Mercury is a toxic pollutant released into the atmosphere from coal-fired power plants. In its native form, it is a metallic liquid – the same silvery liquid found in old thermometers. As a metal, its toxicity is relatively limited as it is difficult for the mercury to cross the skin barrier (unless there are cuts or scrapes present). However, chemical changes to the mercury, specifically changes which oxidize the mercury into a cationic state, greatly enhance the toxicity of the mercury as the resulting molecule is water-soluble. When you consider that mercury spills in natural water sources such as lakes and rivers can rapidly contaminate the water supply, and that water soluble salts are extremely difficult to cheaply purify from the surrounding solvent, there is an obvious need for new mercury remediation technologies.
A recent publication in the top journal Science reveals a new technique for mercury cleanup which receives its inspiration from Nature. Certain species of bacteria are able to thrive in mercury-laden waters, which doesn’t make sense at first glance as these conditions are normally toxic to life. However, long strands of amino acids known as enzymes are present inside the bacteria; these enzymes act as catalysts, and rapidly break the (normally strong) mercury-carbon bond present in the mercury contaminant. This is a reaction that chemists struggle mightily to perform in the laboratory; our catalysts do not yet approach the power and versatility of the enzymatic catalysts found in Nature.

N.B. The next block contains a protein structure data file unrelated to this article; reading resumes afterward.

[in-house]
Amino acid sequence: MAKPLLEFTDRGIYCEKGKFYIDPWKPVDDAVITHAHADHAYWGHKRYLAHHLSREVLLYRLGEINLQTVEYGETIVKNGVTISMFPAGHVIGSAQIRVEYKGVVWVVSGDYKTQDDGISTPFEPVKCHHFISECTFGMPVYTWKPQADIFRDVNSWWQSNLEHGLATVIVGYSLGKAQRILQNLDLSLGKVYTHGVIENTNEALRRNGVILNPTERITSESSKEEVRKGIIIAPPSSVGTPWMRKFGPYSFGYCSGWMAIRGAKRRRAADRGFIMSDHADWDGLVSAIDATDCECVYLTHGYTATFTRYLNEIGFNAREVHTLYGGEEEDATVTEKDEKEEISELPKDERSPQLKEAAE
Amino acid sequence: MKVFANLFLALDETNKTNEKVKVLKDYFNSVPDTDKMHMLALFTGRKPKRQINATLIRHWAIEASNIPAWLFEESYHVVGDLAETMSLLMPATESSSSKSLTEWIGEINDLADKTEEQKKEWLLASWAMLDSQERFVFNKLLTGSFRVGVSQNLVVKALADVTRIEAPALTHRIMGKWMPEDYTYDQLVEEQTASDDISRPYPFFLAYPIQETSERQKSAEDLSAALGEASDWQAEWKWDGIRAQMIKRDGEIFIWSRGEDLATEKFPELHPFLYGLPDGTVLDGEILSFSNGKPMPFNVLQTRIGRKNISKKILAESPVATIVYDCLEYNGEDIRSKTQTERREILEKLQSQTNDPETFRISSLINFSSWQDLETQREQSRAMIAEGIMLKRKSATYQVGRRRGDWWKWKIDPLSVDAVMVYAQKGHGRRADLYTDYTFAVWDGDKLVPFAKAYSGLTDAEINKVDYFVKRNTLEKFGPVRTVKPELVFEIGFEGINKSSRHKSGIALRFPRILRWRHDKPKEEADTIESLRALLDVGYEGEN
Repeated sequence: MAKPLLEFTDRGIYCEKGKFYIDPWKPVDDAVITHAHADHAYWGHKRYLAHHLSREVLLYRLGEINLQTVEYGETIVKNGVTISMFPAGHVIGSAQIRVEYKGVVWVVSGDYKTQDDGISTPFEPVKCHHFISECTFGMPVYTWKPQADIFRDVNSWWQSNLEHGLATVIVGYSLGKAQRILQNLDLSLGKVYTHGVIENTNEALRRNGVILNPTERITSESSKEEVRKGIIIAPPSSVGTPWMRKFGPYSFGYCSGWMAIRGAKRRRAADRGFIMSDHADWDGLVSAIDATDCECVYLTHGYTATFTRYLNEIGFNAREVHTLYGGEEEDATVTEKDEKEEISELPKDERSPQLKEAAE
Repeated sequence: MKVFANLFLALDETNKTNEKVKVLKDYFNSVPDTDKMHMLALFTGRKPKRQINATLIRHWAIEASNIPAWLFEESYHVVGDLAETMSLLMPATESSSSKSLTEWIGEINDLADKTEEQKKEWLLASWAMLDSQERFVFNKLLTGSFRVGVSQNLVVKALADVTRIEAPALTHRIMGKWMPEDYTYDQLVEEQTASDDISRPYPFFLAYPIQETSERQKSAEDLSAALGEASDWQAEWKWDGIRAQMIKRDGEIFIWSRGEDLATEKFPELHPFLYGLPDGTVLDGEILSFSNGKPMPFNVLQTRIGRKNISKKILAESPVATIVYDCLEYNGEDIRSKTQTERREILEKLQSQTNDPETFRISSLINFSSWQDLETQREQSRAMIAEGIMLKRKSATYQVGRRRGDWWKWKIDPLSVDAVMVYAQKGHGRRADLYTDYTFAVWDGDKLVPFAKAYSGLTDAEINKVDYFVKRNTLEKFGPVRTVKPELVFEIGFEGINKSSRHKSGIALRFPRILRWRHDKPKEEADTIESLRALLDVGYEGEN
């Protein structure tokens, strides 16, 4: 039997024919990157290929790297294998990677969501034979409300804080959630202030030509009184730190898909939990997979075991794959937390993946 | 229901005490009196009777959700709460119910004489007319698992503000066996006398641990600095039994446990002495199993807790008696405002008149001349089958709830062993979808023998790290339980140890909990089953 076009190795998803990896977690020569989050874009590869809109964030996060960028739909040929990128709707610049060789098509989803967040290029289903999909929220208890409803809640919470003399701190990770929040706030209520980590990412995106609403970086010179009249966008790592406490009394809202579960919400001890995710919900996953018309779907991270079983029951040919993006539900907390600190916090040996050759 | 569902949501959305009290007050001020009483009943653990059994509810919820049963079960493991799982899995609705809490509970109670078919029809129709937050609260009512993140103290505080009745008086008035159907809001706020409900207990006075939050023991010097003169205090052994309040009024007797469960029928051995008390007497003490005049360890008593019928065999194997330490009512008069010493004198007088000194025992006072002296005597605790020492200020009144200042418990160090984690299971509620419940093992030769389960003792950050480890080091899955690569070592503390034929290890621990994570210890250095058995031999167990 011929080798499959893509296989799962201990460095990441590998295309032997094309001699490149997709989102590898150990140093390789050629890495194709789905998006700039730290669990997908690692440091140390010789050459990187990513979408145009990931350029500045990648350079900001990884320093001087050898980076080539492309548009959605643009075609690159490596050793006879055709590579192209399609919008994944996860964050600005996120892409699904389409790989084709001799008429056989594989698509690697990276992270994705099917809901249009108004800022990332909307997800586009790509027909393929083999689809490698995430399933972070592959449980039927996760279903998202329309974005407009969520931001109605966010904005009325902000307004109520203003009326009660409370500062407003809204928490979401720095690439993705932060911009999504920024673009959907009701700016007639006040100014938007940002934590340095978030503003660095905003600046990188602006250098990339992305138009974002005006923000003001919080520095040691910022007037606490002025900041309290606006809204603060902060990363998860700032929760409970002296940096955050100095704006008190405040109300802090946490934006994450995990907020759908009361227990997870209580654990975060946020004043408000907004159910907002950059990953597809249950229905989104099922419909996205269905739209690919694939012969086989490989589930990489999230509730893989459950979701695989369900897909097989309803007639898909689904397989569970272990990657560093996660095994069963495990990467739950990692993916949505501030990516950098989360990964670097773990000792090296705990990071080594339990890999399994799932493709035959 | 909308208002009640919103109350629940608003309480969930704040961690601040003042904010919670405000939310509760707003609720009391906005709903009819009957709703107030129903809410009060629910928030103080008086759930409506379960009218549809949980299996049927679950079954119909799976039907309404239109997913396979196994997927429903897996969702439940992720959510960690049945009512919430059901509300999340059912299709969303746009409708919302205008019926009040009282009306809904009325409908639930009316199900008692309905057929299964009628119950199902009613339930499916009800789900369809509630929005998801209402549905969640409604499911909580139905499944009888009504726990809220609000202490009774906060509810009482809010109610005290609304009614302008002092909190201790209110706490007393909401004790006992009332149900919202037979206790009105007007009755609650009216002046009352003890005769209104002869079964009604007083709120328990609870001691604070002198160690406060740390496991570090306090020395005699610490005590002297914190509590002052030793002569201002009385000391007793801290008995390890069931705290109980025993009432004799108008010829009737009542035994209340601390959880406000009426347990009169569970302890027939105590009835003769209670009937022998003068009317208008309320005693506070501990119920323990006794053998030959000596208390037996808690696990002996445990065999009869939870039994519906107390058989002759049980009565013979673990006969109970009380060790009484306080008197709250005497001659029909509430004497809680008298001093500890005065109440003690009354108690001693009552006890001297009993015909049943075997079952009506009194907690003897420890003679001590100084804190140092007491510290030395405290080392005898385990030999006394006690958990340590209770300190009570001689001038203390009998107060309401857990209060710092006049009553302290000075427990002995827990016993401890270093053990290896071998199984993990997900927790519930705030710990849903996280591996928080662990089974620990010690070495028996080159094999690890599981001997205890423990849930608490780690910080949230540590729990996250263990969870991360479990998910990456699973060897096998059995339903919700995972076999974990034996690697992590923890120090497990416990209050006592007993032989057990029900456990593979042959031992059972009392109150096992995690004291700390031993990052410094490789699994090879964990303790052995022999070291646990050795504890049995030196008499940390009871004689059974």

The team of chemists took this bacteria, isolated the enzyme, and studied its structure carefully. The enzyme itself is quite large, as far as molecules go; however, the region of the enzyme responsible for the mercury decontamination is a relatively small section of the molecule. The chemists then synthesized a much smaller molecule from simple starting materials that mimicked this region of the enzyme. Tests showed this new artificial “enzyme” to be very effective at cleaning up mercury contaminated water supplies.
This type of research has extremely exciting long-term implications. It’s a great example of how scientists can dissect a complicated problem, focus on the crucial key point, and then develop a new smaller system that performs the same essential function without the baggage / cost associated with a much larger chemical species.
Source for this article:
“Cleaving Mercury-Alkyl Bonds: A Functional Model for Mercury Detoxification by MerB“
Melnick, J. G.; Parkin, G.
Science , a publication of the American Association for the Advancement of Science.